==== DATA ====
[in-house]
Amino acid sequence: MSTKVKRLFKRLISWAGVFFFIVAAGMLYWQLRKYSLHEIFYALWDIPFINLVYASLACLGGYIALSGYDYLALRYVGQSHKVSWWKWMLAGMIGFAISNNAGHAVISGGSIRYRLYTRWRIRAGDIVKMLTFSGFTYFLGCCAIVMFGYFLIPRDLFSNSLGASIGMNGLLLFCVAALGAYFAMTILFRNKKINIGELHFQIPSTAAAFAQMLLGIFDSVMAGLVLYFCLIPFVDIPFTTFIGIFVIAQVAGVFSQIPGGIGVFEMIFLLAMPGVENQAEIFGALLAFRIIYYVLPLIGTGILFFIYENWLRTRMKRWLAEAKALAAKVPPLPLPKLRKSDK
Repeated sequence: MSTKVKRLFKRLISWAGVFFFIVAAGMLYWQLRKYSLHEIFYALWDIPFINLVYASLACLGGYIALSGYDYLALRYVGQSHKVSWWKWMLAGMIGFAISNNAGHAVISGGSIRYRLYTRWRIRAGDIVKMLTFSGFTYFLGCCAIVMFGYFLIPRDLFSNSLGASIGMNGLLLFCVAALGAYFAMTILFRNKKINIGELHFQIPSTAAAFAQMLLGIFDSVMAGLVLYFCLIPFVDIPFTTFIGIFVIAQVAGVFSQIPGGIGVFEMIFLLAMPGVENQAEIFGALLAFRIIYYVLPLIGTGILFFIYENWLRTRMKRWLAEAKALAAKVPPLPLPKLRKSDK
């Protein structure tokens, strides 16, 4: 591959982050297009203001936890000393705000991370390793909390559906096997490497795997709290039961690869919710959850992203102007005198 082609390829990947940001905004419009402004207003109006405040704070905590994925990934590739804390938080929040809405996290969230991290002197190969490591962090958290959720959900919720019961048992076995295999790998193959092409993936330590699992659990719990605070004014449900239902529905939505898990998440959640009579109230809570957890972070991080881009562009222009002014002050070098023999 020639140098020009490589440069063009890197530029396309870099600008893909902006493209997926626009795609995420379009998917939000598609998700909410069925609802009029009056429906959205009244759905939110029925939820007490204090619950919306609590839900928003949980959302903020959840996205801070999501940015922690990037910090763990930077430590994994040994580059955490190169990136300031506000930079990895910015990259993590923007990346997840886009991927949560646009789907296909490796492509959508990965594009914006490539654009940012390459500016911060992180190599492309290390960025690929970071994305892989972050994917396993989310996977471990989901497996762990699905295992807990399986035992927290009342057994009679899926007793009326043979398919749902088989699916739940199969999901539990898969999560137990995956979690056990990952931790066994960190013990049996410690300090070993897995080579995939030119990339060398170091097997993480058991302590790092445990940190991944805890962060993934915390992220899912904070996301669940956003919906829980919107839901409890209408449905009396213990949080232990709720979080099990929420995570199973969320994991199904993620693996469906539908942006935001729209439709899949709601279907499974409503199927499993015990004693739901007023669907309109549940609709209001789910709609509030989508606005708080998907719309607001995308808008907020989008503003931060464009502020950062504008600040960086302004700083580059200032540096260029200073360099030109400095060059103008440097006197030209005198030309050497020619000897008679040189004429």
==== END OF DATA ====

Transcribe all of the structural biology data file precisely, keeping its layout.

[in-house]
Amino acid sequence: MSTKVKRLFKRLISWAGVFFFIVAAGMLYWQLRKYSLHEIFYALWDIPFINLVYASLACLGGYIALSGYDYLALRYVGQSHKVSWWKWMLAGMIGFAISNNAGHAVISGGSIRYRLYTRWRIRAGDIVKMLTFSGFTYFLGCCAIVMFGYFLIPRDLFSNSLGASIGMNGLLLFCVAALGAYFAMTILFRNKKINIGELHFQIPSTAAAFAQMLLGIFDSVMAGLVLYFCLIPFVDIPFTTFIGIFVIAQVAGVFSQIPGGIGVFEMIFLLAMPGVENQAEIFGALLAFRIIYYVLPLIGTGILFFIYENWLRTRMKRWLAEAKALAAKVPPLPLPKLRKSDK
Repeated sequence: MSTKVKRLFKRLISWAGVFFFIVAAGMLYWQLRKYSLHEIFYALWDIPFINLVYASLACLGGYIALSGYDYLALRYVGQSHKVSWWKWMLAGMIGFAISNNAGHAVISGGSIRYRLYTRWRIRAGDIVKMLTFSGFTYFLGCCAIVMFGYFLIPRDLFSNSLGASIGMNGLLLFCVAALGAYFAMTILFRNKKINIGELHFQIPSTAAAFAQMLLGIFDSVMAGLVLYFCLIPFVDIPFTTFIGIFVIAQVAGVFSQIPGGIGVFEMIFLLAMPGVENQAEIFGALLAFRIIYYVLPLIGTGILFFIYENWLRTRMKRWLAEAKALAAKVPPLPLPKLRKSDK
């Protein structure tokens, strides 16, 4: 591959982050297009203001936890000393705000991370390793909390559906096997490497795997709290039961690869919710959850992203102007005198 082609390829990947940001905004419009402004207003109006405040704070905590994925990934590739804390938080929040809405996290969230991290002197190969490591962090958290959720959900919720019961048992076995295999790998193959092409993936330590699992659990719990605070004014449900239902529905939505898990998440959640009579109230809570957890972070991080881009562009222009002014002050070098023999 020639140098020009490589440069063009890197530029396309870099600008893909902006493209997926626009795609995420379009998917939000598609998700909410069925609802009029009056429906959205009244759905939110029925939820007490204090619950919306609590839900928003949980959302903020959840996205801070999501940015922690990037910090763990930077430590994994040994580059955490190169990136300031506000930079990895910015990259993590923007990346997840886009991927949560646009789907296909490796492509959508990965594009914006490539654009940012390459500016911060992180190599492309290390960025690929970071994305892989972050994917396993989310996977471990989901497996762990699905295992807990399986035992927290009342057994009679899926007793009326043979398919749902088989699916739940199969999901539990898969999560137990995956979690056990990952931790066994960190013990049996410690300090070993897995080579995939030119990339060398170091097997993480058991302590790092445990940190991944805890962060993934915390992220899912904070996301669940956003919906829980919107839901409890209408449905009396213990949080232990709720979080099990929420995570199973969320994991199904993620693996469906539908942006935001729209439709899949709601279907499974409503199927499993015990004693739901007023669907309109549940609709209001789910709609509030989508606005708080998907719309607001995308808008907020989008503003931060464009502020950062504008600040960086302004700083580059200032540096260029200073360099030109400095060059103008440097006197030209005198030309050497020619000897008679040189004429």